The first plants are all bamboo and every stem within reach has graffiti carved into it. It’s cooler than outside but feels messy and claustrophobic. To be honest, I didn’t like it at all. The bright pots, blue and yellow primary colours staring at you from the red concrete paths, belligerent and attention grabbing. It was definitely adding to the stresses. Time to cut losses and leave? Maybe. Give it time.

And then a strange thing happens. After you’ve walked around the paths and come to the ponds with Terrapins and Carp, there’s a small open space with paths leading off in several directions around corners to who knows where. There are glimpses of blue buildings. Fifteen varieties of bird sing to each other and the sun hides behind the shading trees. Richard was standing there transfixed. Gill had wandered straight past it and Debbie was nowhere to be seen. Something about this space and the journey into it spoke. But only to one of us.

My place turned put to be just around the corner before the cafe with the camp waiter, where workmen were scraping old bright yellow paint off an urn onto the ochre-red concrete. It lay powdered and sprinkled on the floor for only a couple of seconds before it was unceremoniously swept up and binned. But the colours, shade, textures and birdsong caught me and told me just how relaxed I was, right then, just for an instant. I can still see it. It’s still relaxing.

Gill and Debbie’s best places were entirely different, not even in this garden. Not that they didn’t enjoy it, just that it didn’t speak to them in the same way.

And this is the fine line that needs be trodden in Cognitive Hypnotherapy. Eliciting the exact trance state which will be best for a given intervention at a given time for a particular client is a skill which needs practice and the client’s active participation.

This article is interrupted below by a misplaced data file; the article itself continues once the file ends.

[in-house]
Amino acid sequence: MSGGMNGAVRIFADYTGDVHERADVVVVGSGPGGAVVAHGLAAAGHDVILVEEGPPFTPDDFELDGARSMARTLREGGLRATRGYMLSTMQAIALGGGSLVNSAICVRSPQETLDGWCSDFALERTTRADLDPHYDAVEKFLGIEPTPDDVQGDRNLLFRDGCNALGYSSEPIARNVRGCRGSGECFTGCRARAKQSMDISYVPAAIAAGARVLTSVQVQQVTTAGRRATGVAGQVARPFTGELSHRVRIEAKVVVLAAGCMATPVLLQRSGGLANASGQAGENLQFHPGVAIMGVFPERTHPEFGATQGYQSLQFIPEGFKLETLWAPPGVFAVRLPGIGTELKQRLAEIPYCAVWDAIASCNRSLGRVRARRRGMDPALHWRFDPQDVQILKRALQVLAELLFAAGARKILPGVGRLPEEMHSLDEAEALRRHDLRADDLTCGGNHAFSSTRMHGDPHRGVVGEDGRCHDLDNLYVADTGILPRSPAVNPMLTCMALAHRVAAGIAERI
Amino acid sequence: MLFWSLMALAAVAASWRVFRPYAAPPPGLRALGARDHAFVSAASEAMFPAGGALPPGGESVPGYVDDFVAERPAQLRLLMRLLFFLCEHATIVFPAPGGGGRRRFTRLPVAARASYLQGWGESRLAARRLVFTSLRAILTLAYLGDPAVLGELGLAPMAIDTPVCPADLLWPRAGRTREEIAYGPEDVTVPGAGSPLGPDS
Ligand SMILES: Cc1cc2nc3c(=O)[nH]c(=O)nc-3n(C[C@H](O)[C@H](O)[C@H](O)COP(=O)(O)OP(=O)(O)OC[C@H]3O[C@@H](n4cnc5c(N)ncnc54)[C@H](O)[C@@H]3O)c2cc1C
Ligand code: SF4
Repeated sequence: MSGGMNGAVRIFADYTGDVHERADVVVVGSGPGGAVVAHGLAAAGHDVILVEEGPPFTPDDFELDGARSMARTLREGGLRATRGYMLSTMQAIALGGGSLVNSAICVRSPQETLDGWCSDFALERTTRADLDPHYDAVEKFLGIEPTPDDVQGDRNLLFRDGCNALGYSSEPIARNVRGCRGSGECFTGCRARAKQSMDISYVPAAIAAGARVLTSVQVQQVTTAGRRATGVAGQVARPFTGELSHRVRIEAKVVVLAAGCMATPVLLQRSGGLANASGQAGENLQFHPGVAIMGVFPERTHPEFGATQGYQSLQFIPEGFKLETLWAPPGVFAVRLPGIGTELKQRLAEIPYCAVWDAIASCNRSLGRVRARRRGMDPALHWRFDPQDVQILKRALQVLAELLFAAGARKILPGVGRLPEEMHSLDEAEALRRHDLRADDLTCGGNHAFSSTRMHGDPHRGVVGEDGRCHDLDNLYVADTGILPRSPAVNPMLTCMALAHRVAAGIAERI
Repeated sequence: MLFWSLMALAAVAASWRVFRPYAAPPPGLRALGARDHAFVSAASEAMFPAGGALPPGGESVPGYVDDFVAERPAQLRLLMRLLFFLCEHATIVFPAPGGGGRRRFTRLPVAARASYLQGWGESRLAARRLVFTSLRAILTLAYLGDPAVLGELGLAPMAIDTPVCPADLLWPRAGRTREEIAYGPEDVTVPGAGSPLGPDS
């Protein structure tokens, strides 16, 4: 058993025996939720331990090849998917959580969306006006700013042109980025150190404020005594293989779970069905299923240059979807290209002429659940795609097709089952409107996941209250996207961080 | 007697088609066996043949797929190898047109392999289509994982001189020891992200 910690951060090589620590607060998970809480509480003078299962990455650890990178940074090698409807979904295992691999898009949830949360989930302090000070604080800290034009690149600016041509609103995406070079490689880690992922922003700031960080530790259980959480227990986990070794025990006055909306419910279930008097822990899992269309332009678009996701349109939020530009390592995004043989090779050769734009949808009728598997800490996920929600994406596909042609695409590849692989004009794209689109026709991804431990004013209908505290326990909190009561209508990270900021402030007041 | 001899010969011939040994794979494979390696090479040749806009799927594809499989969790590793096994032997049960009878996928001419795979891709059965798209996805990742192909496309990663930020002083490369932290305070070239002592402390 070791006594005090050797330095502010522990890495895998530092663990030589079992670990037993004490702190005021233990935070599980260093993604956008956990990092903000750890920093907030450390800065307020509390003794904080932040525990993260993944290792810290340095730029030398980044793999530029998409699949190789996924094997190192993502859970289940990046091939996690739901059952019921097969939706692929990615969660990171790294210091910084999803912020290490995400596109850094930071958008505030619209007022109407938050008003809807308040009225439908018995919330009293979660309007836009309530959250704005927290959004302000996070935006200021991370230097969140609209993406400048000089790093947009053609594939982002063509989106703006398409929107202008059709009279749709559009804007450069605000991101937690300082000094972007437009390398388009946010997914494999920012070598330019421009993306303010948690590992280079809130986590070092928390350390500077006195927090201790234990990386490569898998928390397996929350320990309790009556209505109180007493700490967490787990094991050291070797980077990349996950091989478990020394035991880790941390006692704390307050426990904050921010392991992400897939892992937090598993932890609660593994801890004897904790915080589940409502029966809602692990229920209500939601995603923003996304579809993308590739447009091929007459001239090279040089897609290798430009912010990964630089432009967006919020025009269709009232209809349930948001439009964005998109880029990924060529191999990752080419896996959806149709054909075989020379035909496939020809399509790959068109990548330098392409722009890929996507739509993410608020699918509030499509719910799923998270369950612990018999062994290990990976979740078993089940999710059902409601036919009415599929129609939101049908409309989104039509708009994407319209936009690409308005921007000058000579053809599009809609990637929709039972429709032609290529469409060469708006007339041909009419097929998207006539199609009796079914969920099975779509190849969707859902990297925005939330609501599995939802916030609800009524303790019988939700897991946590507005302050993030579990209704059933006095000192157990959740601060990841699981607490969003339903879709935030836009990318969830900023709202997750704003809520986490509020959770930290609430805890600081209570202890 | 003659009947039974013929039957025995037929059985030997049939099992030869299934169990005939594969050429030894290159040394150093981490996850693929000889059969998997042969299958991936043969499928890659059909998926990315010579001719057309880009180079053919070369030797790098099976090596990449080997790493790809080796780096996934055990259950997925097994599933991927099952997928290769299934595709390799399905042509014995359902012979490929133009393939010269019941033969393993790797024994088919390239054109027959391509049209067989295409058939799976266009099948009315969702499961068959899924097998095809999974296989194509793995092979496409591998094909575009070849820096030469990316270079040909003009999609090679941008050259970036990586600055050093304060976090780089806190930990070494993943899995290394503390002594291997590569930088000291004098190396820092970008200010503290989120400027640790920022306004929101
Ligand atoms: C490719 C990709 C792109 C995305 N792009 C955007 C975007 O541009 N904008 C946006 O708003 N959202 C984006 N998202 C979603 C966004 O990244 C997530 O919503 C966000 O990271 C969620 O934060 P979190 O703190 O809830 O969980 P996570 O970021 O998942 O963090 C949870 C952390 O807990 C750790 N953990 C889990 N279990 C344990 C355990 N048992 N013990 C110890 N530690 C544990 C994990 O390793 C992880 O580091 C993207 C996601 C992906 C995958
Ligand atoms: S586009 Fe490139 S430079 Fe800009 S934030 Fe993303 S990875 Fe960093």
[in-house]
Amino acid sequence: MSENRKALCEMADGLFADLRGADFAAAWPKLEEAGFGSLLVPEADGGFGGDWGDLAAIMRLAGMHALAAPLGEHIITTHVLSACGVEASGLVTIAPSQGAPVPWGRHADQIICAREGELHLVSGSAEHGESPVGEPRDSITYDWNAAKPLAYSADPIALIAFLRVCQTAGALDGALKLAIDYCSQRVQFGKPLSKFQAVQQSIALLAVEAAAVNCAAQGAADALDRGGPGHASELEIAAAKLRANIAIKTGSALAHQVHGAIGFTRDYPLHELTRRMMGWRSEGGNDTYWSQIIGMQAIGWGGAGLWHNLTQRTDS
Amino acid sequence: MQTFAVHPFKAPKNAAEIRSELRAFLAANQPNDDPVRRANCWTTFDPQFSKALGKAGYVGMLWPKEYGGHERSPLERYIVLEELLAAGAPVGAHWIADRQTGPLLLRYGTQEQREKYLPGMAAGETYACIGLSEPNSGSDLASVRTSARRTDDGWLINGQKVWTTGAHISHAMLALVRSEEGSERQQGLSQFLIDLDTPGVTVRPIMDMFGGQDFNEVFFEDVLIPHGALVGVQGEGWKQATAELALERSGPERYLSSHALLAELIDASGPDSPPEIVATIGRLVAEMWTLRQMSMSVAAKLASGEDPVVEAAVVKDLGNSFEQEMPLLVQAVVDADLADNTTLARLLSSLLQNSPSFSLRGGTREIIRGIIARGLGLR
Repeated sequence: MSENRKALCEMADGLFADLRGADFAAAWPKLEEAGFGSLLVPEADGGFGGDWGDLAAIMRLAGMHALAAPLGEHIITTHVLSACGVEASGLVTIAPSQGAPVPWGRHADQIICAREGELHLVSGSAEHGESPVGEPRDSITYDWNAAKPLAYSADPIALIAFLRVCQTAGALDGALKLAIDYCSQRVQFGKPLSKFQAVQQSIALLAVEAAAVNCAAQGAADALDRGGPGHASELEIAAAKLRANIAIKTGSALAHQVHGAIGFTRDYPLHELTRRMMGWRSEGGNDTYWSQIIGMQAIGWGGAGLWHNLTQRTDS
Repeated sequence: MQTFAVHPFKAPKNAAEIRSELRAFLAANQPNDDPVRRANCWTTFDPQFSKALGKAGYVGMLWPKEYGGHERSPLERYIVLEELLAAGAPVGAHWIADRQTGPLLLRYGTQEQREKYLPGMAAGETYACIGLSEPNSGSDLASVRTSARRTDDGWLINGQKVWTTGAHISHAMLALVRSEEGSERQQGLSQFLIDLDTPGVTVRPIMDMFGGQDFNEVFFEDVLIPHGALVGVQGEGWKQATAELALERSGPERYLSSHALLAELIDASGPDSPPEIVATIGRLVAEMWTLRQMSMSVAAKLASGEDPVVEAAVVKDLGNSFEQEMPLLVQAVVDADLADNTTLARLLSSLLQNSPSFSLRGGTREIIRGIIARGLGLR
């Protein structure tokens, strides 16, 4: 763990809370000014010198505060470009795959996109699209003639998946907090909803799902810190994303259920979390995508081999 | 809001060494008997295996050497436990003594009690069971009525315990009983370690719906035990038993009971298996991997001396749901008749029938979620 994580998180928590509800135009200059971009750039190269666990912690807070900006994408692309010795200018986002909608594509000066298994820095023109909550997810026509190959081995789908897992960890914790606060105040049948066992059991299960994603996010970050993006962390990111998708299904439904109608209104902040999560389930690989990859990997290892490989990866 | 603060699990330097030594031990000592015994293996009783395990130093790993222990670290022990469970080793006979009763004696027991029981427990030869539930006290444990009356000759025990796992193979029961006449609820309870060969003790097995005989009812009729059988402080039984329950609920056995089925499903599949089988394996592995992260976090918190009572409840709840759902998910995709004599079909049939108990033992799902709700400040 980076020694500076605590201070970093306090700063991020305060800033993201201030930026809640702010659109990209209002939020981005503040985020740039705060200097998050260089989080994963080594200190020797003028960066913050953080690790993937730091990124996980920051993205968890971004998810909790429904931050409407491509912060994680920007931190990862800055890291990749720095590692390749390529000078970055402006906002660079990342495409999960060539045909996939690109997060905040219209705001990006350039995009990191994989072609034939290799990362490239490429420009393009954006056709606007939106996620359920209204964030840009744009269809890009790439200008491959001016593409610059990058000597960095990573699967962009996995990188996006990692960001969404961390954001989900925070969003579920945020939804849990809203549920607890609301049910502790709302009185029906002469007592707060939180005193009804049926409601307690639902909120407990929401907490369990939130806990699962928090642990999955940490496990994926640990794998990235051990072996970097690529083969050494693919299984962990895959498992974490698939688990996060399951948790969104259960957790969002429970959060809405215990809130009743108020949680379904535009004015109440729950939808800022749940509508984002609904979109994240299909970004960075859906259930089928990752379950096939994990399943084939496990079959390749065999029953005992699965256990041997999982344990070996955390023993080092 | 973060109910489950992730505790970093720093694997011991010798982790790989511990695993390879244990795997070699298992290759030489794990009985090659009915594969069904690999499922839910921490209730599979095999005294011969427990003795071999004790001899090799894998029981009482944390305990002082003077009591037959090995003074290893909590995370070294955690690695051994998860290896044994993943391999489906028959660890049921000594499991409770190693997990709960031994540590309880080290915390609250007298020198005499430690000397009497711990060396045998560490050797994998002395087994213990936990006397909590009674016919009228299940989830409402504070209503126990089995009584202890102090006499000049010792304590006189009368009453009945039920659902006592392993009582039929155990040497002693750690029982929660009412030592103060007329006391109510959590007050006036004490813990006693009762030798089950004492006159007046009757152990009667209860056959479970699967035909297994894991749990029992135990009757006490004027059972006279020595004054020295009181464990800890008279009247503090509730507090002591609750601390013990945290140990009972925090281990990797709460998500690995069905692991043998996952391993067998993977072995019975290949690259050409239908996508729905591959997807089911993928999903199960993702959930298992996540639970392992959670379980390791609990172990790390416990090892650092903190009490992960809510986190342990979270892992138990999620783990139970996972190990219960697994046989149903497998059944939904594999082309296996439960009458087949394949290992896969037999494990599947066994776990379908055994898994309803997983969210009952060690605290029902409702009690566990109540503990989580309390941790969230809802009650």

A bespoke trance is the most effective as it targets every nuance of every phrase specifically to the needs of the client in the way that helps it arrive in their unconscious as purely as is possible. This is what makes it so effective, whatever your particular difficulty; stress, anxiety, pain, fertility – and as we Hypnotherapists can’t actually see into your thoughts, hear what you’re saying to yourself, feel what you feel, this not the easiest feat to accomplish. This is one of the main reasons why it isn’t possible to hypnotise someone who just doesn’t want to participate in any way.

So rather than trust to a one size fits all self-help book or generic CD, come and see someone who will tailor the entire experience specifically to you and only you. And seeing as this is Marrakech; “Sir! Your unconscious knows it’s worth every Dirham! This is the best trance in the entire Souk. Do you know how long it takes to become a skilled Cognitive Hypnotherapist? This is a trance we design just for you and your beautiful wife sir! Not to fit anyone else, Madam, it is only for you. Surely you cannot waste this chance! It will truly change your life, Madam. Just try it on, it will fit perfectly! If you walk away now, Sir, Madam, you will only look back with regret…..”

…On the other hand, I launch my new website on Wednesday.

Come and take a look. You might be surprised…

...but was it good for you too?© Tony Burkinshaw 2013

…but was it good for you too?
© Tony Burkinshaw 2013